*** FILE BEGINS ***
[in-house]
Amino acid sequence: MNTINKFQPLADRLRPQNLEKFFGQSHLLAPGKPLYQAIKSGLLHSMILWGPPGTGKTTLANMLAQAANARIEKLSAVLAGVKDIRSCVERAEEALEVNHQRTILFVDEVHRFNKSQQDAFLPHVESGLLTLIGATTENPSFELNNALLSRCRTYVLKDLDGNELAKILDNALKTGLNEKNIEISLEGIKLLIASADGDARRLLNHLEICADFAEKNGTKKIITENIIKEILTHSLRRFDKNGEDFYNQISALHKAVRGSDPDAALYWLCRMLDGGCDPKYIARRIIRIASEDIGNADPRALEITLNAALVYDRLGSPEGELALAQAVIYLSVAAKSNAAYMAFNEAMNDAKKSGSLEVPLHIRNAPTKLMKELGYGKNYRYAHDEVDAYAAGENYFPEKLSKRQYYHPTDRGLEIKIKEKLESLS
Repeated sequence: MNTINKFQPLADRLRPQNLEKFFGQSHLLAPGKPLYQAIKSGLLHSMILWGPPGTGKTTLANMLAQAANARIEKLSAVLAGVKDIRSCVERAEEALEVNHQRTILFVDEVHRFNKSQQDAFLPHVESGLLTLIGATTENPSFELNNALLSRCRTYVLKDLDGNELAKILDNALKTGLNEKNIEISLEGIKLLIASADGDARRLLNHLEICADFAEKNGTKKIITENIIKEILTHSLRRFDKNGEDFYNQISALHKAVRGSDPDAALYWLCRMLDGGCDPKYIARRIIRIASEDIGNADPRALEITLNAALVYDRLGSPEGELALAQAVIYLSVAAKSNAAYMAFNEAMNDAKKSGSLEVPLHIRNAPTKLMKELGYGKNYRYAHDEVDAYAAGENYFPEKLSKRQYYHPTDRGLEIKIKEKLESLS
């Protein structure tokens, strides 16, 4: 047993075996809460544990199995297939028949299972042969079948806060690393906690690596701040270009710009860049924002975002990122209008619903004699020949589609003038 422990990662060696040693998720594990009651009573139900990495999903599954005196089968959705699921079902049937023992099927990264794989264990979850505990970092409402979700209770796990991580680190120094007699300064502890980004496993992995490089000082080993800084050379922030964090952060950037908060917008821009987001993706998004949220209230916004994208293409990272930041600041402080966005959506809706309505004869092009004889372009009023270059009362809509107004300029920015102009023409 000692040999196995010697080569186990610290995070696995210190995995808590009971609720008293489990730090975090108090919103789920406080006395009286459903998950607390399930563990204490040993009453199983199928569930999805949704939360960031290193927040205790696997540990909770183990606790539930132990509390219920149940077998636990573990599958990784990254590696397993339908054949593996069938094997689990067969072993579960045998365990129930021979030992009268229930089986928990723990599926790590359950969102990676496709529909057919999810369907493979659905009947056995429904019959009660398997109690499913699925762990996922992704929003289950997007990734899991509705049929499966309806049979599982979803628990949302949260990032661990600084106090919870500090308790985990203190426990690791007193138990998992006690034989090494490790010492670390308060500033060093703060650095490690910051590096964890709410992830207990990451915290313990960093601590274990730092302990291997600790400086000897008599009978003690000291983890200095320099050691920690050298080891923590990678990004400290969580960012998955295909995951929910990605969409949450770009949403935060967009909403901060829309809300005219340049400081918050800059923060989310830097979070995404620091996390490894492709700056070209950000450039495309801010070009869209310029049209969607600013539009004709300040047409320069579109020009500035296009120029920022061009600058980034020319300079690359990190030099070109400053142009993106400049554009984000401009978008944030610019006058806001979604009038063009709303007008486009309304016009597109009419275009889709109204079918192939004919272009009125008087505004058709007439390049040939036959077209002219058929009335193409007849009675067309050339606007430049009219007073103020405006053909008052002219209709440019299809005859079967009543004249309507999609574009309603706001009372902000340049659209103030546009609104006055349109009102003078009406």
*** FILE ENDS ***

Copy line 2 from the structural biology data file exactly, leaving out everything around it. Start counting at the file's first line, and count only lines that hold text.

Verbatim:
Amino acid sequence: MNTINKFQPLADRLRPQNLEKFFGQSHLLAPGKPLYQAIKSGLLHSMILWGPPGTGKTTLANMLAQAANARIEKLSAVLAGVKDIRSCVERAEEALEVNHQRTILFVDEVHRFNKSQQDAFLPHVESGLLTLIGATTENPSFELNNALLSRCRTYVLKDLDGNELAKILDNALKTGLNEKNIEISLEGIKLLIASADGDARRLLNHLEICADFAEKNGTKKIITENIIKEILTHSLRRFDKNGEDFYNQISALHKAVRGSDPDAALYWLCRMLDGGCDPKYIARRIIRIASEDIGNADPRALEITLNAALVYDRLGSPEGELALAQAVIYLSVAAKSNAAYMAFNEAMNDAKKSGSLEVPLHIRNAPTKLMKELGYGKNYRYAHDEVDAYAAGENYFPEKLSKRQYYHPTDRGLEIKIKEKLESLS